Distributed Adaptive Parametric Power Spectral Estimation Using Wireless Sensor Networks

Distributed Adaptive Parametric Power Spectral Estimation Using Wireless Sensor Networks

Hamed Nosrati (Sahand University of Technology, Iran), Sayed Mostafa Taheri (The University of Edinburgh, UK), Mousa Shamsi (Sahand University of Technology, Iran) and Mohammad H. Sedaaghi (Sahand University of Technology, Iran)
Copyright: © 2015 |Pages: 31
DOI: 10.4018/978-1-4666-8251-1.ch013
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Spectrum analysis is one of the momentous fields in signal processing. It has a large variety of applications in radar, sonar, speech and image processing. Parametric methods have been proposed and employed for spectrum analysis including power spectral density (PSD) estimation. These methods estimate the parameters of a statistical model and compute the PSD, afterwards. In some circumstances one is obliged to deal with observations of numerous geographically dispersed sensors, to either increase the precision or based on application demands. Having a set of sensors linked together to take the advantages of cooperation and network topology, one obtains a more comprehensive estimation. In this chapter, the authors propose and study four different algorithms capable of facing spatio-temporal variations for parametric modeling and PSD estimation using wireless sensor networks (WSNs). For this purpose, the authors first validate the proposed algorithms using theoretical and mathematical formulations. Thereafter, performing simulation tasks demonstrates and supports the theoretical achievements. The next section of the chapter illustrates the concepts to a greater degree, the authors analyze and compare the performance of these algorithms with each other, as well as with the simple PSD estimation using individual sensors, wherein there is no cooperation among the nodes.
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The researches involved in WSNs paradigm are typically divided into three main fields. The first is the circuit and hardware, which predominantly emphasizes on optimal design of the sensor nodes based on two fundamental criteria: having more functionality as well as less resource consumption (Hou & Bergmann, 2012; Papotto, Carrara, Finocchiaro, & Palmisano, 2014; Somov, Baranov, Spirjakin, & Passerone, 2014; Stojcev, Kosanovic, & Golubovic, 2009). Furthermore, the topics related to the processors, proper communication links, and sensors are categorized in this branch (Sizov, Gashinova, Zakaria, & Cherniakov, 2013; Sung & Hsu, 2011; Tolentino, Juson, Tan, & Talampas, 2010). The second field is the network and communications, which investigates the WSNs from topology, data packet, coding, and security points of view (Huang, Xiao, Soltani, Mutka, & Xi, 2013; Liu, Gong, & Zheng, 2014; Ma, Xu, Hempel, Peng, & Sharif, 2014; Naderi, Nintanavongsa, & Chowdhury, 2014). Eventually, the third category is signal processing. Notwithstanding the previous fields which mainly concentrate on data, the signal processing division proposes various algorithms to convert data into information. To extract meaningful information from the raw data, the statistical signal processing employs estimation, classification, and recognition methods (Agarwal & Jagannatham, 2014; Chaudhari & Serpedin, 2008; Koutsopoulos & Halkidi, 2014; Msechu & Giannakis, 2012; Soltanmohammadi, Orooji, & Naraghi-Pour, 2013; Wang & Ssu, 2013). In this chapter, we study WSNs under the third field, and intend to extract the model parameters and power spectral density from raw data in a sensor network.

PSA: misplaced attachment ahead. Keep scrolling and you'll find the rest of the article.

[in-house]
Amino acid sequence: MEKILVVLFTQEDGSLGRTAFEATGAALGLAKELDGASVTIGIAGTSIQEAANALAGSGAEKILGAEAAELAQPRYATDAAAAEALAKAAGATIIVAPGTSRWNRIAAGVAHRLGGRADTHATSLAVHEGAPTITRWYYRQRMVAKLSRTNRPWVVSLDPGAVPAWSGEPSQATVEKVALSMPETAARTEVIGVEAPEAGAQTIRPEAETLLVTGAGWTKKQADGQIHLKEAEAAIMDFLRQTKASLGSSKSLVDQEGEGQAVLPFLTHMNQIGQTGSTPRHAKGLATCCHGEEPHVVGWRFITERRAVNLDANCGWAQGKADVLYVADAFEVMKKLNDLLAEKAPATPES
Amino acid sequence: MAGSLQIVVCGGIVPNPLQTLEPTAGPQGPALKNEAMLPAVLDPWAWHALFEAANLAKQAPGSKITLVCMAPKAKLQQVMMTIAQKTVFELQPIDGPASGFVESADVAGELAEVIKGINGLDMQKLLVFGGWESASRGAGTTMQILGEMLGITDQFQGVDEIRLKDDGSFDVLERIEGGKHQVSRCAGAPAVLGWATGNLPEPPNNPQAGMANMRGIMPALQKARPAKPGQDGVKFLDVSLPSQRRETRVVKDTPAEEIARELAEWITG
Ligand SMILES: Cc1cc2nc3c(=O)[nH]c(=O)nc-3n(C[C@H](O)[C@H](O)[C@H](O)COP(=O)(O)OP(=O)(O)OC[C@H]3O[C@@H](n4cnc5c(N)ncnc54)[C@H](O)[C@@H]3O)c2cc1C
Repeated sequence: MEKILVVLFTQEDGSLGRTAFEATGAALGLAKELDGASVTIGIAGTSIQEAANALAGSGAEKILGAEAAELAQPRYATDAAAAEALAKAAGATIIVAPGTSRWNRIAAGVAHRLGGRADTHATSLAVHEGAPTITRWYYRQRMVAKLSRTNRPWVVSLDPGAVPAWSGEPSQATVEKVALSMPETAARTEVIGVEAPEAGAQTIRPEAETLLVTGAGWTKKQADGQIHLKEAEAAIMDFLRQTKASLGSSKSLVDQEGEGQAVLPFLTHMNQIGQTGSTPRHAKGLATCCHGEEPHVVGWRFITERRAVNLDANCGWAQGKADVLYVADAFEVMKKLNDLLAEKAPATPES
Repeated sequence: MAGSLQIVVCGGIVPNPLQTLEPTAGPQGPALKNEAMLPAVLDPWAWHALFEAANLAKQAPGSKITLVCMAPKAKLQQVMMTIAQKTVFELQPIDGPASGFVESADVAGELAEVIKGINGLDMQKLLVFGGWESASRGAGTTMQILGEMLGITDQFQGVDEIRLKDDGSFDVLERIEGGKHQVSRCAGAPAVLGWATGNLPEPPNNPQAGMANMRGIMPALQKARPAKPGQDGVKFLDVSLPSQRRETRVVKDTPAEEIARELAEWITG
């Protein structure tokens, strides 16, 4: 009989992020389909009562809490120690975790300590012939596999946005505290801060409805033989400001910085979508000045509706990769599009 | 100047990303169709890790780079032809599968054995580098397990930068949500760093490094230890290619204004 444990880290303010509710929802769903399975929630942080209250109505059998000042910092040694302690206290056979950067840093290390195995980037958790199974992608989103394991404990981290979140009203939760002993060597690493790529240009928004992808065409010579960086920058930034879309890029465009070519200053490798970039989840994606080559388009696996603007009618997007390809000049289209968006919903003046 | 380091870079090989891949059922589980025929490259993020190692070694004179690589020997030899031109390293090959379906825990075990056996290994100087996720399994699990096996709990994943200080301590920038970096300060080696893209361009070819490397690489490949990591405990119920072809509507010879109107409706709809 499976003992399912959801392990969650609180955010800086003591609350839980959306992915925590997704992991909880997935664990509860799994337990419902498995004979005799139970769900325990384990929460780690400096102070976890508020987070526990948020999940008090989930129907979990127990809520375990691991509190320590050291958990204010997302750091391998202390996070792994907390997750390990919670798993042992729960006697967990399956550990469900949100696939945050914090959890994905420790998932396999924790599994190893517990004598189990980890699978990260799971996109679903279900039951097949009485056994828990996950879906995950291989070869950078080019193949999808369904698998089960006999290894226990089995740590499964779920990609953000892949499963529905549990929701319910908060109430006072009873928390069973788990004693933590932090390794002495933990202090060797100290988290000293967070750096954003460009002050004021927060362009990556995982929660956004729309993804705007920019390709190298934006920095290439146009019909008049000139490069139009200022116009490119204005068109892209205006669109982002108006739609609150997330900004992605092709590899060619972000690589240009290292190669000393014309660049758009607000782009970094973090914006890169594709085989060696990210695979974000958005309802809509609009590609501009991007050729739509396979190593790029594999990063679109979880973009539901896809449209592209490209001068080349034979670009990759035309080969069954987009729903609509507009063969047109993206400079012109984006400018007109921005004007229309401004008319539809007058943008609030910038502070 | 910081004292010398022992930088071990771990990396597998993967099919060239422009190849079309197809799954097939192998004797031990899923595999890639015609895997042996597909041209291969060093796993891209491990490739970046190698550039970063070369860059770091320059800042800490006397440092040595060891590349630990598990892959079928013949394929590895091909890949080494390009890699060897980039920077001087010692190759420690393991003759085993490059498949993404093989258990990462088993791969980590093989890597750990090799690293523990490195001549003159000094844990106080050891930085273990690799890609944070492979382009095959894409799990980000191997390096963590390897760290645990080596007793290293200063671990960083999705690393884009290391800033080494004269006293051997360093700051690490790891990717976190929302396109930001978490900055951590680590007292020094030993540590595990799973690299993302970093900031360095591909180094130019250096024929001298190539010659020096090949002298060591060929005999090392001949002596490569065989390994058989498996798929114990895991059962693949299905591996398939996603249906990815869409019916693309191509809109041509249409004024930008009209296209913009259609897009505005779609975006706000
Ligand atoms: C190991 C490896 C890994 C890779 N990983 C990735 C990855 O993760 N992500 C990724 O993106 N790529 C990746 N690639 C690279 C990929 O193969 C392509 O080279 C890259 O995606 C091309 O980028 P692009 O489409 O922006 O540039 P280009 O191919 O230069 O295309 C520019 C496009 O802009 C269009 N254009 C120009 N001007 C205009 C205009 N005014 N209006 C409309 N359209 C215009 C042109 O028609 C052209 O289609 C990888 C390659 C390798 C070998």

One of the key issues in signal processing is to estimate the power spectrum of a time series, for the purpose of so many applications. Various approaches have been proposed for PSD estimation over the past few decades. These methods could generally be divided into two main categories. In classical methods, in the first instance, Autocorrelation Function (ACF) is aimed to be estimated for a time series, and afterwards, the power spectrum is obtained by transforming the estimated autocorrelation function into the frequency domain using Fourier transform. Periodogram (Welch, 1967) and Blackman-Tukey (Blackman & Tukey, 1959) approaches can be noted as examples of these methods. This relation between spectral density and autocorrelation function is considered as a nonparametric description of a second-order statistics of a random process. In the second category, parametric description of second-order statistics is achievable by considering the time-series model in a random process. In this designation, spectral density is a function of the model parameters instead of autocorrelation function (Marple Jr, 1987). The Autoregressive (AR), Moving Average (MA) and Autoregressive-Moving Average (ARMA) models well thought-out as some of these models. The fundamental reason for parametric modeling of a random process is to achieve a more comprehensive spectral density than in classical methods. In other words, using the classical methods leads to obtaining the spectral density from a windowed data or an autocorrelation function estimation, while both the unavailable data or unestimated ACFs are considered to be zero. This unrealistic assumption leads to distortions in spectral estimation, nevertheless, model parameters provide more realistic assumptions about the data outside the window rather than assigning zero values for them (Kay, 1988).

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